Interpersonal Sensitivity Measure

The IPSM is a self-administered questionnaire that measures interpersonal hypersensitivity, which has been proposed as a possible premorbid personality for depression.8 The Japanese version was developed by Kuwabara et al, and its reliability and validity have been verified.27 The IPSM consists of 36 items. The 5 subscales of the IPSM are interpersonal awareness (7 items), need for approval (8 items), separation anxiety (8 items), timidity (8 items), and fragile inner-self (5 items). A 4-point Likert scale (1–4) is used for each item.

Data analysis

We used the scores of the PHQ-9, CATS, IPSM, and 5 temperaments of the TEMPS-A in the structural equation model. For the CATS, the latent variable “child abuse” was composed of the 3 subscales, including subscales of sexual abuse, neglect or negative home atmosphere, and punishment, as observed variables. The model was analyzed by covariance structure analysis with maximum likelihood estimation, with robust standard errors using Mplus version 7.3 (Muthén & Muthén, Los Angeles, CA, USA). Covariance structure analysis is a statistical method for identifying causal relationships between latent or observed variables by introducing latent variables that cannot be observed directly. In case of covariance structure analysis, there are no absolute criteria for judging the suitability of the model. The models were evaluated using 2 goodness-of-fit indices: the comparative fit index (CFI) and the root mean square error of approximation (RMSEA). A good fit was indicated when CFI was 0.97 or more, and RMSEA was 0.05 or less; an acceptable fit was indicated when CFI was 0.95 or more, and RMSEA was 0.08 or less.28 All coefficients of the covariance structure analysis were standardized and are shown (−1 to 1).

In addition, Spearman’s rank correlation coefficient (ρ) and Mann–Whitney U-tests were conducted using SPSS Statistics 22 (SPSS, Chicago, IL, USA) for calculating correlations between variables and comparing variables between 2 categories (eg, male vs female), respectively.

The level of statistical significance was set at P<0.05.

Results

Demographic characteristics and the CATS, TEMPS-A, IPSM, and PHQ-9 scores of subjects

The demographic characteristics and questionnaire data from 415 subjects are shown in Table 1. We analyzed the effects of demographic categories (eg, sex) on PHQ-9 summary scores and the correlations between demographic variables, questionnaire scores, and PHQ-9 summary scores. Age, sex, marital status, and the presence of offspring significantly affected PHQ-9 summary scores. Years of education, employment status, the presence of cohabiters, and comorbidity of physical diseases did not influence PHQ-9 summary scores. The mean ± SD of the PHQ-9 summary scores in the surveyed subjects was 3.3±3.9, which was below the symptomatic cutoff and ranged from no symptoms to mild symptoms in most cases.29 All sub-scores of the CATS, TEMPS-A, and the IPSM were significantly correlated with PHQ-9 summary scores.

Table 1 Characteristics, PHQ-9, CATS, TEMPS-A, and IPSM and correlation with PHQ-9 or effects on PHQ-9 in 415 general adult subjects
Notes: Data are presented as mean ± SD or number. ρ= Spearman’s rank correlation coefficient. *P<0.05. **P<0.01.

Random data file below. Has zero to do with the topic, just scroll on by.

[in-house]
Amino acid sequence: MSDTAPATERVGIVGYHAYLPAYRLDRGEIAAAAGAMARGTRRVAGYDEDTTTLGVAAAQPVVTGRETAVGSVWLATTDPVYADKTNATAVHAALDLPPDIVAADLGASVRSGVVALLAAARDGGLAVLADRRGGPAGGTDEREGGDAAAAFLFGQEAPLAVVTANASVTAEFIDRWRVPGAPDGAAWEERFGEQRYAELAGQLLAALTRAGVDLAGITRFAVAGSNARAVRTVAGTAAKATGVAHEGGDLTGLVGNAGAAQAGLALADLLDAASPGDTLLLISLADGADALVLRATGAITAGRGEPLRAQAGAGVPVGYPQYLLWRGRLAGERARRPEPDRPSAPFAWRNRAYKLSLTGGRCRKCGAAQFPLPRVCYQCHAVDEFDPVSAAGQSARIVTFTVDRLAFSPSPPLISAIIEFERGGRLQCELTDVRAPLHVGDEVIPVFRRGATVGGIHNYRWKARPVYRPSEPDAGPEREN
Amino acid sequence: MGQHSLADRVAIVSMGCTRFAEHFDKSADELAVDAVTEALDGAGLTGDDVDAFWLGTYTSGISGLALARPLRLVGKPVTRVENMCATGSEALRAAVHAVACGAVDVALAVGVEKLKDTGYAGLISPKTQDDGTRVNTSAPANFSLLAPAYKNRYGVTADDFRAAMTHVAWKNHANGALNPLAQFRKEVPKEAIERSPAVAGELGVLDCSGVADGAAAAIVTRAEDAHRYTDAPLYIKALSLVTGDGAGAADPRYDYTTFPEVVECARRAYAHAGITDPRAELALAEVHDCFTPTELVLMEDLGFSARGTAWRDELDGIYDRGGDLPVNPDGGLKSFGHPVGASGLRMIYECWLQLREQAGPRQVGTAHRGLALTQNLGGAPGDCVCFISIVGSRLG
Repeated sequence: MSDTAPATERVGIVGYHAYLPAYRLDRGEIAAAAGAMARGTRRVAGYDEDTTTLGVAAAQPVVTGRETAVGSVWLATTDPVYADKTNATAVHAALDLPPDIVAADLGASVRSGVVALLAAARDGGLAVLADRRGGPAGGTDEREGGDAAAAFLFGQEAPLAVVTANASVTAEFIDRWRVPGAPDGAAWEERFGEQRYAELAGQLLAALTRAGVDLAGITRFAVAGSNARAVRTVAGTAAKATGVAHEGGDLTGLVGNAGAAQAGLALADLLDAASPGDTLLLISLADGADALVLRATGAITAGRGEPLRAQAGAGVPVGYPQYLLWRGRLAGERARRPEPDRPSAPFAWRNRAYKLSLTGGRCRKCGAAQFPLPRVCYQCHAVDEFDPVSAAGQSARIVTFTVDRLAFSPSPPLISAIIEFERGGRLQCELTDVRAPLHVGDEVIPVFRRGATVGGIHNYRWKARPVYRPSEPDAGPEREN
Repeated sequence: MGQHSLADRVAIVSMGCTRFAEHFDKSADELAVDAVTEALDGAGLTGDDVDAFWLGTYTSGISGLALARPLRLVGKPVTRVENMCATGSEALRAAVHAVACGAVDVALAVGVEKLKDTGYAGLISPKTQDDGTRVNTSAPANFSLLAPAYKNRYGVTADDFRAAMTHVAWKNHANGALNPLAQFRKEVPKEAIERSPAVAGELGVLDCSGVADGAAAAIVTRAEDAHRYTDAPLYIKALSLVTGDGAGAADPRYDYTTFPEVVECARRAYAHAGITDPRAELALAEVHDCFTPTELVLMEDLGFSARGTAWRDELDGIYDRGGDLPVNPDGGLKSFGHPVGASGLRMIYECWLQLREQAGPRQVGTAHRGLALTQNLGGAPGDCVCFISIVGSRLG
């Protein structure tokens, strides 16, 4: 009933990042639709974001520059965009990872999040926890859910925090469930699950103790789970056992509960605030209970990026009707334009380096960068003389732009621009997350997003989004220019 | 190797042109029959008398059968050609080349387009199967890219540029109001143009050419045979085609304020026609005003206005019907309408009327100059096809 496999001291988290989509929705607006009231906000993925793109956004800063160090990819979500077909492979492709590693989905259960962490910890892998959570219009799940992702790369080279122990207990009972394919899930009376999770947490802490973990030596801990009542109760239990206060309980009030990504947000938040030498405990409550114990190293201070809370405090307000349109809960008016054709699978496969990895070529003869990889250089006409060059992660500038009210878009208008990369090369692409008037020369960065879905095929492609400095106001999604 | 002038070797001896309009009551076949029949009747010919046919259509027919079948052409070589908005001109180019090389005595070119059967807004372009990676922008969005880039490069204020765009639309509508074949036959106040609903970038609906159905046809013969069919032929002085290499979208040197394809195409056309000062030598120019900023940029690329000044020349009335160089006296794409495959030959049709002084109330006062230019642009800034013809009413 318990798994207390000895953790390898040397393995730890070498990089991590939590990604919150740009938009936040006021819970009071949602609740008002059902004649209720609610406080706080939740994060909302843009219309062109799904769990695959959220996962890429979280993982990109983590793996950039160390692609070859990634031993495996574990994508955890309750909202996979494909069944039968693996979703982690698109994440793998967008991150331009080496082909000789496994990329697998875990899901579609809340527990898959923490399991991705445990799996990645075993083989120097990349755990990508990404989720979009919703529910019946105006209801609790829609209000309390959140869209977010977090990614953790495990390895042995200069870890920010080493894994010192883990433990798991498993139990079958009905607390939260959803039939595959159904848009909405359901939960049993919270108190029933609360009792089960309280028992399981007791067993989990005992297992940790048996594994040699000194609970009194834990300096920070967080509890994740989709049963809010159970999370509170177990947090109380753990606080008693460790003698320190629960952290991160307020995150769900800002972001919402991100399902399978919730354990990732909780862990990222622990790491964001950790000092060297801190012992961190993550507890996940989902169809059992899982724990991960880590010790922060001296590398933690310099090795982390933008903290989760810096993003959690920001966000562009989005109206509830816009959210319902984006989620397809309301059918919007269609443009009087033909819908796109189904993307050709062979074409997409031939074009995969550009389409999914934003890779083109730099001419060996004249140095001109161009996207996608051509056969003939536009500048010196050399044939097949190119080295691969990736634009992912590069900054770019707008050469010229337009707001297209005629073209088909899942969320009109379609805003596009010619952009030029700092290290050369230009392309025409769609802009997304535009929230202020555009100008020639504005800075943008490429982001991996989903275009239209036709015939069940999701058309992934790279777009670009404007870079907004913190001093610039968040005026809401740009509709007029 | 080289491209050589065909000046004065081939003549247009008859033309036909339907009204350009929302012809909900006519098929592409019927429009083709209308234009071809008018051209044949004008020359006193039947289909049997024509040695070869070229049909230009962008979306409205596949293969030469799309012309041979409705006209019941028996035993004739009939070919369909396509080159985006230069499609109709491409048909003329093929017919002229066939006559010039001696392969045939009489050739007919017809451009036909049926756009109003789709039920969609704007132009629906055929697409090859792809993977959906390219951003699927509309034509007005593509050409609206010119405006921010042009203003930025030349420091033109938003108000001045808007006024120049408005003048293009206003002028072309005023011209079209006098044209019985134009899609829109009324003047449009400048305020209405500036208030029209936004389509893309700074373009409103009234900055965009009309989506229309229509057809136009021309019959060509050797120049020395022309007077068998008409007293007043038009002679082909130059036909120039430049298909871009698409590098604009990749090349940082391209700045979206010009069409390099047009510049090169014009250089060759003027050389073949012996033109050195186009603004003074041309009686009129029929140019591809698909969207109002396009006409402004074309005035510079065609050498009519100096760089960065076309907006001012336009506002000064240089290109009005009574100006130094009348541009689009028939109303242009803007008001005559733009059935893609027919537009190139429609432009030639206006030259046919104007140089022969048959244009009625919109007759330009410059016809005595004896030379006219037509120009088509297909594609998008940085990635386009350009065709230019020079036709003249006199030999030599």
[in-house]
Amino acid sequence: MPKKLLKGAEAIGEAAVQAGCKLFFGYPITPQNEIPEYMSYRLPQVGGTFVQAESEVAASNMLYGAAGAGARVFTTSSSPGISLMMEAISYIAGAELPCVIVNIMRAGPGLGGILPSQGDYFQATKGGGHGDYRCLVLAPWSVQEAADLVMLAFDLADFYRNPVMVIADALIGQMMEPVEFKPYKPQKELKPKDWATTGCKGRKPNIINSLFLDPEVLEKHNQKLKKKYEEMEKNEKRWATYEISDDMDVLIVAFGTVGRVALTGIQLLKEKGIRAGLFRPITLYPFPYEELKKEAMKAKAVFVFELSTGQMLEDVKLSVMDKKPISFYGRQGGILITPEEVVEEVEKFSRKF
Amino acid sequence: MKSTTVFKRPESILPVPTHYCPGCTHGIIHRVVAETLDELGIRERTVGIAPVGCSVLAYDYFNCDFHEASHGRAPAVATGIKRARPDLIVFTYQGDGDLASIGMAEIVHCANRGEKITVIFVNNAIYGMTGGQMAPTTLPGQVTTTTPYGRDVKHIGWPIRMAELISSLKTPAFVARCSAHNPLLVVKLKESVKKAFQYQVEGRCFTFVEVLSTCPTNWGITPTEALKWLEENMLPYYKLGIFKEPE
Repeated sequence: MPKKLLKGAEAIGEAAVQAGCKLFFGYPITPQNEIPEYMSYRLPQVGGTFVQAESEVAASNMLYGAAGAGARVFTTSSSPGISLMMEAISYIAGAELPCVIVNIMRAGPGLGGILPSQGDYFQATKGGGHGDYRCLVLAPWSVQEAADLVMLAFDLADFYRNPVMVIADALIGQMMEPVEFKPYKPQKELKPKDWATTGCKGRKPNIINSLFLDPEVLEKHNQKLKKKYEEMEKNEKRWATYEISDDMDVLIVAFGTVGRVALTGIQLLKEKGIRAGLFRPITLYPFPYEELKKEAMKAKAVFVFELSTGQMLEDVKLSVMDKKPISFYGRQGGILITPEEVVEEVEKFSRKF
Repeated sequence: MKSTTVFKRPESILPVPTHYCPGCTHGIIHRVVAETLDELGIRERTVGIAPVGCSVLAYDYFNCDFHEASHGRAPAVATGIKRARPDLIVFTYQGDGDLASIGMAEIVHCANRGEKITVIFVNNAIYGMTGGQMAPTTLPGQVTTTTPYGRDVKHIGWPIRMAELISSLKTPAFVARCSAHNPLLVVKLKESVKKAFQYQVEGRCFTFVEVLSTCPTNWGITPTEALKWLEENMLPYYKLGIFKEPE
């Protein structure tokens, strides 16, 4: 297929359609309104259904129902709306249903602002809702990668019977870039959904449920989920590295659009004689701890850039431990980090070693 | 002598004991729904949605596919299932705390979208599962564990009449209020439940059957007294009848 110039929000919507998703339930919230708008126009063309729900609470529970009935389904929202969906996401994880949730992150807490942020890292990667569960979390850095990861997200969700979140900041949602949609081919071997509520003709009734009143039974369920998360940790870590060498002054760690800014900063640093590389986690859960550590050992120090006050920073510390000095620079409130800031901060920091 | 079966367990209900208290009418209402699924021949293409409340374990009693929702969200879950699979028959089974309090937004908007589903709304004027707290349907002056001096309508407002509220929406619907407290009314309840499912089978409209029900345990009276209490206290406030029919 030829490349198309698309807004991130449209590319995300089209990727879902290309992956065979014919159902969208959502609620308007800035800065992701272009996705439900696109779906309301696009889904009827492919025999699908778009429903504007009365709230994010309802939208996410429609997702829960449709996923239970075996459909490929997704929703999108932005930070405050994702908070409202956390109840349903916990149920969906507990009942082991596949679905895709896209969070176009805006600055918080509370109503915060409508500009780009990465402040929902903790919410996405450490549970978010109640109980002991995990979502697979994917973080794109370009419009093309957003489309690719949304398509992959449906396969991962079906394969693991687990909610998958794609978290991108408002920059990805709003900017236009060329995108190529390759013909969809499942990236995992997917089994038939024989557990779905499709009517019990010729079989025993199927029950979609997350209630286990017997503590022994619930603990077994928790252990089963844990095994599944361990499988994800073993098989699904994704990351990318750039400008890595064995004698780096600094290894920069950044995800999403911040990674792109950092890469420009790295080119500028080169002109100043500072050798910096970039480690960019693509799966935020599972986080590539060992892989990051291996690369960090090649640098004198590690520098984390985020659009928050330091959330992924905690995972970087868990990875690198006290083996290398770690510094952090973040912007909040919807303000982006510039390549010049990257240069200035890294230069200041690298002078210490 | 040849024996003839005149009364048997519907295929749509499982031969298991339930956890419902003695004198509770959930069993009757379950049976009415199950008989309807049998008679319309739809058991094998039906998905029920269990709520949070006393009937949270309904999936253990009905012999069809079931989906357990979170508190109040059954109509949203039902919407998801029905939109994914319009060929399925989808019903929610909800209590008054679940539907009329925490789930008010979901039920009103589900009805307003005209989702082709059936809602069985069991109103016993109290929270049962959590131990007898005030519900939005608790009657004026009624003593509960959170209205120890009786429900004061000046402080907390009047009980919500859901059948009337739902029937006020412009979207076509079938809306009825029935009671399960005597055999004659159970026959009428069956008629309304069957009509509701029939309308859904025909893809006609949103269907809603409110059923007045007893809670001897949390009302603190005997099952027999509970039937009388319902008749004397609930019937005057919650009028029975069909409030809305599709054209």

Abbreviations: PHQ-9, Patient Health Questionnaire-9; CATS, Child Abuse and Trauma Scale; TEMPS-A, Temperament Evaluation of Memphis, Pisa, Paris, and San Diego-Autoquestionnaire version; IPSM, Interpersonal Sensitivity Measure; n.s., not significant.

Correlations between the IPSM total score, the average score on each temperament subscale of the TEMPS-A, and the average score of each subscale of the CATS

Table 2 shows the correlations between the total IPSM score, the average scores of the temperament subscales of the TEMPS-A, and the average scores of the abuse subscales of the CATS. As shown in Table 2, the total IPSM scores were significantly and positively correlated only with neglect scores among the subscales of the CATS. The total score on the IPSM was also significantly and positively correlated with the 4 temperament scores of the TEMPS-A – depressive, cyclothymic, anxious, and irritable. In contrast, it was significantly but negatively correlated with the hyperthymic temperament score. Furthermore, there were significant and positive correlations between the 2 subscales, neglect and punishment, of the CATS and 4 temperament subscales of the TEMPS-A; however, this was not the case for the hyperthymic subscale. Sexual abuse was positively correlated only with the cyclothymic temperament among the TEMPS-A temperament subscales.

Table 2 Correlation (ρ) between the IPSM total score, temperament subscale scores of the TEMPS-A, and subscale scores of the CATS
Notes: ρ= Spearman’s rank correlation coefficient. *P<0.05. **P<0.01.
Abbreviations: IPSM, Interpersonal Sensitivity Measure; TEMPS-A, Temperament Evaluation of Memphis, Pisa, Paris, and San Diego-Autoquestionnaire version; CATS, Child Abuse and Trauma Scale; Neg, neglect subscale; Pun, punishment subscale; Sex, sexual abuse subscale; Dep, depressive temperament; Cyc, cyclothymic temperament; Hyp, hyperthymic temperament; Anx, anxious temperament; Irr, irritable temperament.

Covariance structure analyses of models 1–4 in general adult subjects

Table 3 shows the standardized coefficients of each path, goodness-of-fit indices (CFI and RMSEA) of each model, and the square sum of the multiple correlation coefficients (R2) of each model. The goodness of fit of models 1–4 was acceptable based on the CFI and RMSEA. Among the standardized coefficients of observed variables from the latent variable “child abuse” (Table 3), neglect showed the largest effect; although, the differences in the degree between the CATS subscales could not be compared using the Mplus software.

Table 3 Standardized coefficients (–1 to 1) of paths 1–9 in Figure 1 and indices of goodness of fit and square sums of multiple correlation coefficient (R2) in models 1–5